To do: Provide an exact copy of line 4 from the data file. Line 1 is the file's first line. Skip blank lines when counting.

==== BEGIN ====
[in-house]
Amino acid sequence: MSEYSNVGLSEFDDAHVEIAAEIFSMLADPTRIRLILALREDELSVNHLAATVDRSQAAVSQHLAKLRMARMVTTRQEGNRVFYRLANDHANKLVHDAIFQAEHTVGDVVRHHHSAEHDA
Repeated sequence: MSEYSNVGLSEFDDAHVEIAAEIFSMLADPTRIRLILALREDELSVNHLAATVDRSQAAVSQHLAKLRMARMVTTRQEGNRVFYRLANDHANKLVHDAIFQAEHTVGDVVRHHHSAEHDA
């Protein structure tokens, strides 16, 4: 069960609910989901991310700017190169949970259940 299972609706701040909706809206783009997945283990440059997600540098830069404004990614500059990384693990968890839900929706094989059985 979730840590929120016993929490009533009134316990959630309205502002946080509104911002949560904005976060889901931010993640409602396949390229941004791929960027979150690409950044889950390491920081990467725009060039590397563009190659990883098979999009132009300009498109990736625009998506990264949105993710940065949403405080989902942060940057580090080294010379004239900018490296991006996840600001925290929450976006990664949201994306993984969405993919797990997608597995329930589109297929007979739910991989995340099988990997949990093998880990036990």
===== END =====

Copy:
């Protein structure tokens, strides 16, 4: 069960609910989901991310700017190169949970259940 299972609706701040909706809206783009997945283990440059997600540098830069404004990614500059990384693990968890839900929706094989059985 979730840590929120016993929490009533009134316990959630309205502002946080509104911002949560904005976060889901931010993640409602396949390229941004791929960027979150690409950044889950390491920081990467725009060039590397563009190659990883098979999009132009300009498109990736625009998506990264949105993710940065949403405080989902942060940057580090080294010379004239900018490296991006996840600001925290929450976006990664949201994306993984969405993919797990997608597995329930589109297929007979739910991989995340099988990997949990093998880990036990």